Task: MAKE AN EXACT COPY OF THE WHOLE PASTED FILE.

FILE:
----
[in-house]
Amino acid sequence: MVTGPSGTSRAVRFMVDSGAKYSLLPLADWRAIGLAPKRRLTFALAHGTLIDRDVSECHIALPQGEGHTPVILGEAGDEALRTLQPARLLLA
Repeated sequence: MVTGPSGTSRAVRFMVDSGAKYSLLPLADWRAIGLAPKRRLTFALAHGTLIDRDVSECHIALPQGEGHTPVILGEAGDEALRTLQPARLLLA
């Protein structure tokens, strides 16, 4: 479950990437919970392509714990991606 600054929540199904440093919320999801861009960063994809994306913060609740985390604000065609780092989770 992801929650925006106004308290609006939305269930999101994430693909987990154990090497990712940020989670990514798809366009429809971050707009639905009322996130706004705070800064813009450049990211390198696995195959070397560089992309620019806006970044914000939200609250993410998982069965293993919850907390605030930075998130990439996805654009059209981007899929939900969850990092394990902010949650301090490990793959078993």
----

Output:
[in-house]
Amino acid sequence: MVTGPSGTSRAVRFMVDSGAKYSLLPLADWRAIGLAPKRRLTFALAHGTLIDRDVSECHIALPQGEGHTPVILGEAGDEALRTLQPARLLLA
Repeated sequence: MVTGPSGTSRAVRFMVDSGAKYSLLPLADWRAIGLAPKRRLTFALAHGTLIDRDVSECHIALPQGEGHTPVILGEAGDEALRTLQPARLLLA
């Protein structure tokens, strides 16, 4: 479950990437919970392509714990991606 600054929540199904440093919320999801861009960063994809994306913060609740985390604000065609780092989770 992801929650925006106004308290609006939305269930999101994430693909987990154990090497990712940020989670990514798809366009429809971050707009639905009322996130706004705070800064813009450049990211390198696995195959070397560089992309620019806006970044914000939200609250993410998982069965293993919850907390605030930075998130990439996805654009059209981007899929939900969850990092394990902010949650301090490990793959078993």